Autonomy, Connection, and Healing Vicarious Trauma in Direct Support

The field of direct support was born in response to people with intellectual and developmental disabilities (IDD) demanding autonomy over their lives and a connection to their communities. Fostering both these forces in clients’ lives is rewarding work for direct support professionals (DSPs).

But this workplace environment also puts DSPs at risk of vicarious trauma. Vicarious trauma disrupts the balance of autonomy and connection, harming not just DSPs, but also people with IDD and the organizations that support them.

While IDD organizations don’t have the power to prevent all stress or trauma, they do have the ability to address vicarious trauma by helping their staff build resilience. Using principles of trauma-informed care and fostering resilience allows organizations to create more sustainable, healthier work environments — preventing DSP burnout and reducing turnover.

Vicarious Trauma in Direct Support

Direct support is intimate work. It often takes place in someone’s home, in the mundaneness of their everyday life. It requires anticipating the needs of persons served, sometimes without verbal communication. In other words, direct support involves a lot of connectedness.

But it also requires respect for the person’s autonomy in decisions. Holding this duality between autonomy and connection in tension is a common experience in direct support.

When I worked as a DSP, my authentic connection to the people I served and my investment in their autonomy is what kept me coming to work through challenges like low pay and role confusion. I experienced the same awe as my client when they shrieked in joy from riding the elevator. But when they experienced discrimination because of their disability, I felt immense responsibility and sadness too.

Vicarious trauma involves experiencing symptoms of post-traumatic stress disorder from hearing or witnessing others’ trauma. Partly because rates of trauma, violence, and discrimination are so high among people with disabilities, DSPs are especially susceptible to vicarious trauma.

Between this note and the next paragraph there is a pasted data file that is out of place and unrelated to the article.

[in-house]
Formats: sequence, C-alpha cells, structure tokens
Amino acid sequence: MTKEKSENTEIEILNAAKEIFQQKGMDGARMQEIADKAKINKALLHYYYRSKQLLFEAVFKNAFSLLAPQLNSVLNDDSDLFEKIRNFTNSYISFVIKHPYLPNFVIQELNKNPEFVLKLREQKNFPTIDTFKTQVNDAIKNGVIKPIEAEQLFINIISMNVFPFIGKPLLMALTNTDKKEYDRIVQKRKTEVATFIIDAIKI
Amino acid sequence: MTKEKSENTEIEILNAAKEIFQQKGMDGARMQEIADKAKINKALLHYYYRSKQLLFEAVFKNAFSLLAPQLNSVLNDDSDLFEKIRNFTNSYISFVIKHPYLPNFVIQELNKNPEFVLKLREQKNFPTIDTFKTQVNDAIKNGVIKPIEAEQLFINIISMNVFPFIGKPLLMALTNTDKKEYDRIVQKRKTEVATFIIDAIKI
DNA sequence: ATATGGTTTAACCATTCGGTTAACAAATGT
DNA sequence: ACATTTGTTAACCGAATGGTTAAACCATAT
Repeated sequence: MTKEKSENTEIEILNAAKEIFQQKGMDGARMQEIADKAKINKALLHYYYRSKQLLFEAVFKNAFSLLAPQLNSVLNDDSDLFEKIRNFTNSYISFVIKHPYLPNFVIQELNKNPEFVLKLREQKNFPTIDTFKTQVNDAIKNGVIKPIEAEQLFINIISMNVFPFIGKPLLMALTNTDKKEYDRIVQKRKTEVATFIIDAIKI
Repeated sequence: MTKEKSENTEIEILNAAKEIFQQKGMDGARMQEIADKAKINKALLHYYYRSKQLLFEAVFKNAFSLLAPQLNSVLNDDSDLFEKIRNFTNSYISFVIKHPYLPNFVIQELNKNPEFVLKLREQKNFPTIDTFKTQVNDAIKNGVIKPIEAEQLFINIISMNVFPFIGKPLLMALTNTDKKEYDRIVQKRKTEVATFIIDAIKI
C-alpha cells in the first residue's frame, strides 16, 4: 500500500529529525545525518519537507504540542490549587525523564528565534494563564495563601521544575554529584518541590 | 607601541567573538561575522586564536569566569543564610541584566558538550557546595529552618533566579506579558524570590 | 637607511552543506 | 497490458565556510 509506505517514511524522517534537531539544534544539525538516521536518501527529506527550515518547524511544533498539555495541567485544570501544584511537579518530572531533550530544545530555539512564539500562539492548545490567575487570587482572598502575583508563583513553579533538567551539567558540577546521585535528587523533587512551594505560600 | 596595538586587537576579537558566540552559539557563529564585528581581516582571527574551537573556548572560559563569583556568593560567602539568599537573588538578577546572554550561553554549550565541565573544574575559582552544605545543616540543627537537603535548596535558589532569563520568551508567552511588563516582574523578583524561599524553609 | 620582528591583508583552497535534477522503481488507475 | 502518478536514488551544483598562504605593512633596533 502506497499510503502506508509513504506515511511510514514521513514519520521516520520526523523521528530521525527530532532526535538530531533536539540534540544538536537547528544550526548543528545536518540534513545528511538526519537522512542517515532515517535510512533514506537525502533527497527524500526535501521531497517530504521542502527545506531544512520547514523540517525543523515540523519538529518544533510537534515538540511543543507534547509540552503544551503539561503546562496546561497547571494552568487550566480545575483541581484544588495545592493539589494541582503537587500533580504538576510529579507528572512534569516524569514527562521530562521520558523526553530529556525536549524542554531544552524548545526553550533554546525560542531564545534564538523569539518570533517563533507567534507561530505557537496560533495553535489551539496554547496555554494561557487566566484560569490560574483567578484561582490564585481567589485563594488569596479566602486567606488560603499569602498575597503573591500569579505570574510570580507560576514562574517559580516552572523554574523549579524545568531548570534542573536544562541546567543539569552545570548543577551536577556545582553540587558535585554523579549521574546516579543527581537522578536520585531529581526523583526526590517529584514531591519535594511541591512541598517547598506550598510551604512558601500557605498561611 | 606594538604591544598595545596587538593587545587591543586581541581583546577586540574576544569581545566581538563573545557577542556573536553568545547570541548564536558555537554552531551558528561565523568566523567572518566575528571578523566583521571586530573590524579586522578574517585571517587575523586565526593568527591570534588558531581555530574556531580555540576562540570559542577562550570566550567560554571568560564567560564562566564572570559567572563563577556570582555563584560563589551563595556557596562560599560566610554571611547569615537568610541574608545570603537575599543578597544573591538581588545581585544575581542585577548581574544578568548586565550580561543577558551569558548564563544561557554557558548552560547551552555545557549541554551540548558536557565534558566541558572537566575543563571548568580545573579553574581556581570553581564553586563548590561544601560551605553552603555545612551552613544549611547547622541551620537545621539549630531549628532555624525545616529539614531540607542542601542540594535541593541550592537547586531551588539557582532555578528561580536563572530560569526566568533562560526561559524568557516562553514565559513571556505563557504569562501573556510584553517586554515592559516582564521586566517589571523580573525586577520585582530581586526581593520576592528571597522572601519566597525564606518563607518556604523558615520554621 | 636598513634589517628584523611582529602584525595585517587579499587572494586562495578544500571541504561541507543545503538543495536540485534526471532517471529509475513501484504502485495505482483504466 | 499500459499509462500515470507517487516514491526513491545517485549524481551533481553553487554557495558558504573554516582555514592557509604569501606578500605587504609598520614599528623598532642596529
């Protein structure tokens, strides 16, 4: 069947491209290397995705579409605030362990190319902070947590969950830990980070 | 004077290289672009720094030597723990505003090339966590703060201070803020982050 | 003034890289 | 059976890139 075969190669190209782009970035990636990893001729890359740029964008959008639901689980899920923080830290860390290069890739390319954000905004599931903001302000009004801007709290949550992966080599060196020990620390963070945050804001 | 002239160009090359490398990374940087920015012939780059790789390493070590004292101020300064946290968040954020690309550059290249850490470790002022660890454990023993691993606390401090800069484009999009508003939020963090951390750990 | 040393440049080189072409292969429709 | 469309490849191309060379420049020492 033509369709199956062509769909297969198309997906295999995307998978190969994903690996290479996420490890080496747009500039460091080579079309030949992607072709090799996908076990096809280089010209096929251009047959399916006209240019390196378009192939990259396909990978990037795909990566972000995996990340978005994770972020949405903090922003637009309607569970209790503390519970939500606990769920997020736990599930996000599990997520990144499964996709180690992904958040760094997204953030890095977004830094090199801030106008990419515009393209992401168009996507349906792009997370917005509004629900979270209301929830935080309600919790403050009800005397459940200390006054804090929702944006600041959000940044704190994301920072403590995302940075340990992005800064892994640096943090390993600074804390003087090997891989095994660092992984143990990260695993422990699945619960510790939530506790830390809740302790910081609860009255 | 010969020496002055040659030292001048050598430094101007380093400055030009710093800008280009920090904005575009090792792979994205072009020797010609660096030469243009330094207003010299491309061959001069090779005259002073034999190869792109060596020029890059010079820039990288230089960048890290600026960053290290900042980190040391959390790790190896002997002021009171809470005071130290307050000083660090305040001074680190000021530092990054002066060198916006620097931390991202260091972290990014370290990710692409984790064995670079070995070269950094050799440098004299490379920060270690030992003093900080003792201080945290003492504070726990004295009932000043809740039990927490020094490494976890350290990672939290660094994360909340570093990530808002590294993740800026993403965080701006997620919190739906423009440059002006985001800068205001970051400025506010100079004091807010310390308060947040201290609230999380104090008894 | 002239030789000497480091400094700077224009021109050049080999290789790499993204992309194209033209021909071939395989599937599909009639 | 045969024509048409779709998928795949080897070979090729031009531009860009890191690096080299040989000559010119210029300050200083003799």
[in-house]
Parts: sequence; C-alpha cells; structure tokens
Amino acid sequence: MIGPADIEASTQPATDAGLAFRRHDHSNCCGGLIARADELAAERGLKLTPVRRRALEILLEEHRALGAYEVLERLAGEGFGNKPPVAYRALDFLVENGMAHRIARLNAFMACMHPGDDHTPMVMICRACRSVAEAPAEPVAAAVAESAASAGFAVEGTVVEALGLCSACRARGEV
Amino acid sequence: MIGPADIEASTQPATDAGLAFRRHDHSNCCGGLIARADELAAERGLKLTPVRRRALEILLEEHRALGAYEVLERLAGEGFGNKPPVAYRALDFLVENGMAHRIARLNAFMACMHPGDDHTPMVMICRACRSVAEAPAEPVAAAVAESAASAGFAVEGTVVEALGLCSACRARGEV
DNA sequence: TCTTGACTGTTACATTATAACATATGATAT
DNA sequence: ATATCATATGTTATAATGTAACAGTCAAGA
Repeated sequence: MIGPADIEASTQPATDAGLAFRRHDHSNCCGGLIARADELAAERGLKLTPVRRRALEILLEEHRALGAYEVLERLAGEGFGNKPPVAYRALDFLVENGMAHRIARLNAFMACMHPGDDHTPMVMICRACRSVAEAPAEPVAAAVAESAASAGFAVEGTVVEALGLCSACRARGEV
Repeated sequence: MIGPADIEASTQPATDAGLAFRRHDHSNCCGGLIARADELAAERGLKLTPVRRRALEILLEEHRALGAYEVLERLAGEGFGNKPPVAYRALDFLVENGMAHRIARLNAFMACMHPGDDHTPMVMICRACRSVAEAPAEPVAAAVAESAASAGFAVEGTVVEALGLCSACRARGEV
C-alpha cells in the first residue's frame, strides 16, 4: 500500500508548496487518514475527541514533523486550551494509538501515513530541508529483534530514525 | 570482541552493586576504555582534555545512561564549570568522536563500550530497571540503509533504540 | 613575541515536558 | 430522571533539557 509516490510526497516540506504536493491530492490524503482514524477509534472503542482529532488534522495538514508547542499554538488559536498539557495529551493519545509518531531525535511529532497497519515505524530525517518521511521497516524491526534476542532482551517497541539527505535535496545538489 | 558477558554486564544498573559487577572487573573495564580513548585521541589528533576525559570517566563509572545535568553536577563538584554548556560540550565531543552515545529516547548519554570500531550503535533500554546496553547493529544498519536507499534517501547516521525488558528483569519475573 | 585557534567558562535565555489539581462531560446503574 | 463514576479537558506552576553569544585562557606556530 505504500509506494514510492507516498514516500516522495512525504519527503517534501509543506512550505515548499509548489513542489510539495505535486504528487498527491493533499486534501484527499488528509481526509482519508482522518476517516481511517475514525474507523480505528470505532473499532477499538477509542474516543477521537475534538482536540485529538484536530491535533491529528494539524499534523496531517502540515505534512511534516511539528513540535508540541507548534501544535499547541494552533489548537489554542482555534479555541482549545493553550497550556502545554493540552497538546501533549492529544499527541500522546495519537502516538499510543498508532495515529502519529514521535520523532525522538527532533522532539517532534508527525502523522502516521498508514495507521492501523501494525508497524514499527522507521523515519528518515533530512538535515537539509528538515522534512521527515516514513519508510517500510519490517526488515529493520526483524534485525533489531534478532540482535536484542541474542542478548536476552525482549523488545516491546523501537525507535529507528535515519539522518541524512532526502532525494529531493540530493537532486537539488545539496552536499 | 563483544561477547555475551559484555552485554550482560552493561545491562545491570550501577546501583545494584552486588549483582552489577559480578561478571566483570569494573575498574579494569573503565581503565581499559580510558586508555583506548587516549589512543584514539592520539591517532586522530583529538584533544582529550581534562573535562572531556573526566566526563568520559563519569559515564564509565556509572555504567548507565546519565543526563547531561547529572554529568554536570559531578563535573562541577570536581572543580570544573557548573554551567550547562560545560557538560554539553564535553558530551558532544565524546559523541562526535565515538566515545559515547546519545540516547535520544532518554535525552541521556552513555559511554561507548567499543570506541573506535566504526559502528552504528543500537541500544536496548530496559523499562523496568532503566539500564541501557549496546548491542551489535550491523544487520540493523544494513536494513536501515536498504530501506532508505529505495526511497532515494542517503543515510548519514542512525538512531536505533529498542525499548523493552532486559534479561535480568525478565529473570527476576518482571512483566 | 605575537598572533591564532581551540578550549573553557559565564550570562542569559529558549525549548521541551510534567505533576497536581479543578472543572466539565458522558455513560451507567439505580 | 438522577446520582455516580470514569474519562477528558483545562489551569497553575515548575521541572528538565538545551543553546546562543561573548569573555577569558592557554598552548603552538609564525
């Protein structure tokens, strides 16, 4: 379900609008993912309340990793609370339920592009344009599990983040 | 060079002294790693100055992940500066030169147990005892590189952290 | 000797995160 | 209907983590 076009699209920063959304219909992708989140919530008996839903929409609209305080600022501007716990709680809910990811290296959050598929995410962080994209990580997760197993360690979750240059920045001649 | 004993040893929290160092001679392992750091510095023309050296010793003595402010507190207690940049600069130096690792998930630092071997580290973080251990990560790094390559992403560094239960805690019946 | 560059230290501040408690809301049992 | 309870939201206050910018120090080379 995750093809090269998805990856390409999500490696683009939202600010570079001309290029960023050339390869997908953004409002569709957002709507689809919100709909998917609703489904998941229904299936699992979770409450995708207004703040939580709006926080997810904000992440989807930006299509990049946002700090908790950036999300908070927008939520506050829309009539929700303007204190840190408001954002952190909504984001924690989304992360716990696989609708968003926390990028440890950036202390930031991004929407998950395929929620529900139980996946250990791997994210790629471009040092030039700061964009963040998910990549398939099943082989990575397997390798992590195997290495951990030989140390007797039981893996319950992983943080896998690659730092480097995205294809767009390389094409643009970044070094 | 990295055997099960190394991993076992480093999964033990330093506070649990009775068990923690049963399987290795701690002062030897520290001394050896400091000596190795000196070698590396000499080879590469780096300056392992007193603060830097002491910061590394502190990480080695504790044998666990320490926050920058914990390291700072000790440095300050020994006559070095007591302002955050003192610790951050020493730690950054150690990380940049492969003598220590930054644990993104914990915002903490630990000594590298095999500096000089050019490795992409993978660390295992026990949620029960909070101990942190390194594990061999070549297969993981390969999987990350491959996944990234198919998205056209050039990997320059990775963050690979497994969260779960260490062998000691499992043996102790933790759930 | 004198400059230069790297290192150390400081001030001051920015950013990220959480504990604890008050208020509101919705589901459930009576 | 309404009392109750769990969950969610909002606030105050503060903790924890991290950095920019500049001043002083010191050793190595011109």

The symptoms of vicarious trauma, like those of PTSD itself, impact all spheres of life. For example:

Physical

  • Experiencing body aches and pains
  • Weakened immune system

Psychological

  • Difficulty managing emotions
  • Withdrawing from loved ones

Cognitive

  • Believing the world is less safe
  • Having difficulty planning for the future

DSPs may also be entering the work with an existing history of trauma. One study found that 75% of DSPs have experienced at least one Adverse Childhood Experience.

Trauma, whether primary or secondary, disrupts both autonomy (in the form of feeling safe moving through the world) and connection to others (in the form of trust). This transformed way of relating to the world, in turn, negatively impacts clients.

Cycles of Trauma and Retraumatization

The vicarious trauma DSPs may face in their work, coupled with burnout, lead to compassion fatigue. Compassion fatigue in helping professions results in individuals who no longer feel they can maintain a healthy and objective view of their work.

The causes of DSP burnout and compassion fatigue are multifold. One cause of burnout and vicarious trauma involves times when DSPs witness or experience violence. They may observe self-injurious behavior and property damage while working with clients. One study found that 25% of DSPs are exposed to aggression nearly every day.